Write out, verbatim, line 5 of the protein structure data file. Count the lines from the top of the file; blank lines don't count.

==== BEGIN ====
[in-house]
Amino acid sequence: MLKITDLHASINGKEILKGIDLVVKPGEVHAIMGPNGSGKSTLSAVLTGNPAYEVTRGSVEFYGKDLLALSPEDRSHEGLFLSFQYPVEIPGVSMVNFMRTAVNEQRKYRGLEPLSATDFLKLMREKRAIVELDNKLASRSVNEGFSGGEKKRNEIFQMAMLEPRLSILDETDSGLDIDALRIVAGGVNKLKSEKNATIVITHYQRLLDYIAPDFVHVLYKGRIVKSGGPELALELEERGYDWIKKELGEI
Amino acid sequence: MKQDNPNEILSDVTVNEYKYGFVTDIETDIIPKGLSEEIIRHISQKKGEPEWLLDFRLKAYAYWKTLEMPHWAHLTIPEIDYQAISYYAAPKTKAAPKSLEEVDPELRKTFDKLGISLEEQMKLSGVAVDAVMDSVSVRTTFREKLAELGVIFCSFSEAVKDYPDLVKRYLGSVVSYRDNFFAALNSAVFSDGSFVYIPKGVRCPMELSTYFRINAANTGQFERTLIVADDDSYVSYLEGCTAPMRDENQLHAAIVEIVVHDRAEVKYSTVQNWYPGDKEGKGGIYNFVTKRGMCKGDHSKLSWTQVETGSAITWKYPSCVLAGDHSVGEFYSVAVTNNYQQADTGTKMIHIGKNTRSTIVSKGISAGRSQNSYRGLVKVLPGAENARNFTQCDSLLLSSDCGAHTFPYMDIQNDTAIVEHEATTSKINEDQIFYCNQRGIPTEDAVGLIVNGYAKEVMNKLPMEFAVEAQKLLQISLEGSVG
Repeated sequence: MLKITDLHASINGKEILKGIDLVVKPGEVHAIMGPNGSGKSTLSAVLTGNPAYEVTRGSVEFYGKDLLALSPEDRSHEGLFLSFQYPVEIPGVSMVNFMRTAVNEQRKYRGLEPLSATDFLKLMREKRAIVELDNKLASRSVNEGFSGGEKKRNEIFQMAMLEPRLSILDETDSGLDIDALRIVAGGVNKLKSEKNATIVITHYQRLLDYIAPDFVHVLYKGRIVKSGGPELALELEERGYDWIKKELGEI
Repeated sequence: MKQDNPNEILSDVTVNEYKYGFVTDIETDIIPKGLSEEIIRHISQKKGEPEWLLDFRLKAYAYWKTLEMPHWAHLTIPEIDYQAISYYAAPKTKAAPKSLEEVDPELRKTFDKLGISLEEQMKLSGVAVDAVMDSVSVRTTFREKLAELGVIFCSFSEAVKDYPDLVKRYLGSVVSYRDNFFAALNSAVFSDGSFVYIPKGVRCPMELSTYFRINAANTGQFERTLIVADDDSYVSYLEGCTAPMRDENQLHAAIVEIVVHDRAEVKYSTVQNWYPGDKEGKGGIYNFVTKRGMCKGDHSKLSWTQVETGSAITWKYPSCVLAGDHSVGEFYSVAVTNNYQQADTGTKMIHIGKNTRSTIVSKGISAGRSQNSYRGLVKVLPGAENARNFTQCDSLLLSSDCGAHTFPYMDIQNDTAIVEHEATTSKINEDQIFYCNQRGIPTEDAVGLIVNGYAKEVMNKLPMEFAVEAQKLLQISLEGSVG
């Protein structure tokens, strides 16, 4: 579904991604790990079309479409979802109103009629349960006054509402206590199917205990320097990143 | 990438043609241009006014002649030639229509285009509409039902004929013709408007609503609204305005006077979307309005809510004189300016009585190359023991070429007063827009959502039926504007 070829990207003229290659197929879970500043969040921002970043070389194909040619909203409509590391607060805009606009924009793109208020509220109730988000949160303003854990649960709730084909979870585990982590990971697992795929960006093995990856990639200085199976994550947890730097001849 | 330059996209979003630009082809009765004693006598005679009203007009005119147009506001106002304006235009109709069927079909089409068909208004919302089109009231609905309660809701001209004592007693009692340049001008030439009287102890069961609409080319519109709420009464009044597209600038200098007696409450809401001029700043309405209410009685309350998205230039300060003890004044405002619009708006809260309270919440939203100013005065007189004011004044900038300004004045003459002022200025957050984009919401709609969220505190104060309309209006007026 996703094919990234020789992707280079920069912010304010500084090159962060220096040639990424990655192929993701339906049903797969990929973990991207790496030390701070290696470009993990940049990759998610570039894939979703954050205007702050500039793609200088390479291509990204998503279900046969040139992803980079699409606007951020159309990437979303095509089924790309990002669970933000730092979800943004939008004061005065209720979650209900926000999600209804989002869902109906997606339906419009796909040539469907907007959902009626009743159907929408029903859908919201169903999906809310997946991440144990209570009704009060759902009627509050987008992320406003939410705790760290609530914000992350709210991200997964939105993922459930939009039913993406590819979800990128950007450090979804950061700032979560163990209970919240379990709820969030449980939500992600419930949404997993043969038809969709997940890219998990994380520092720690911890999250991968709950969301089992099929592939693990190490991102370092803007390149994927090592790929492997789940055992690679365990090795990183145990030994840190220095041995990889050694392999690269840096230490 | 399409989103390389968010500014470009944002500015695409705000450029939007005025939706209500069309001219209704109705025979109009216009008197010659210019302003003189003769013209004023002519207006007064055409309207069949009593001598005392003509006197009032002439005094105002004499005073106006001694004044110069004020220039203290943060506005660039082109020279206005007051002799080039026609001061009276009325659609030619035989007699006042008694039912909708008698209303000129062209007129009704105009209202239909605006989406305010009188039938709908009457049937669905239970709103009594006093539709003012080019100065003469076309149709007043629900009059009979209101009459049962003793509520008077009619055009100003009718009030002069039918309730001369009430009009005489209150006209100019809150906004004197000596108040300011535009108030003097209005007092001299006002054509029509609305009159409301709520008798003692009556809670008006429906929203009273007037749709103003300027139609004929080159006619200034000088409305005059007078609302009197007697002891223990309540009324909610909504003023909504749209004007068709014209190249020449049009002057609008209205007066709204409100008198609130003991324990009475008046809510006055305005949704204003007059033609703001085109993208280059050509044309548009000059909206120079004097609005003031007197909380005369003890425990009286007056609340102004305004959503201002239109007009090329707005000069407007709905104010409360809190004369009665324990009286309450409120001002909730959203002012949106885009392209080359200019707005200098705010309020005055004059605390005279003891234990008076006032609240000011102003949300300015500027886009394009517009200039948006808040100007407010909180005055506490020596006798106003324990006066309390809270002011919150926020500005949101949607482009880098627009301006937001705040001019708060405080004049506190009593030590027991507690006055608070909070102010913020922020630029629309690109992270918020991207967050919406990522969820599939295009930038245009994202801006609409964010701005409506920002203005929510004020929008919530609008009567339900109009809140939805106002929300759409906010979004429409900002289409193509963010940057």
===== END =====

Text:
Repeated sequence: MKQDNPNEILSDVTVNEYKYGFVTDIETDIIPKGLSEEIIRHISQKKGEPEWLLDFRLKAYAYWKTLEMPHWAHLTIPEIDYQAISYYAAPKTKAAPKSLEEVDPELRKTFDKLGISLEEQMKLSGVAVDAVMDSVSVRTTFREKLAELGVIFCSFSEAVKDYPDLVKRYLGSVVSYRDNFFAALNSAVFSDGSFVYIPKGVRCPMELSTYFRINAANTGQFERTLIVADDDSYVSYLEGCTAPMRDENQLHAAIVEIVVHDRAEVKYSTVQNWYPGDKEGKGGIYNFVTKRGMCKGDHSKLSWTQVETGSAITWKYPSCVLAGDHSVGEFYSVAVTNNYQQADTGTKMIHIGKNTRSTIVSKGISAGRSQNSYRGLVKVLPGAENARNFTQCDSLLLSSDCGAHTFPYMDIQNDTAIVEHEATTSKINEDQIFYCNQRGIPTEDAVGLIVNGYAKEVMNKLPMEFAVEAQKLLQISLEGSVG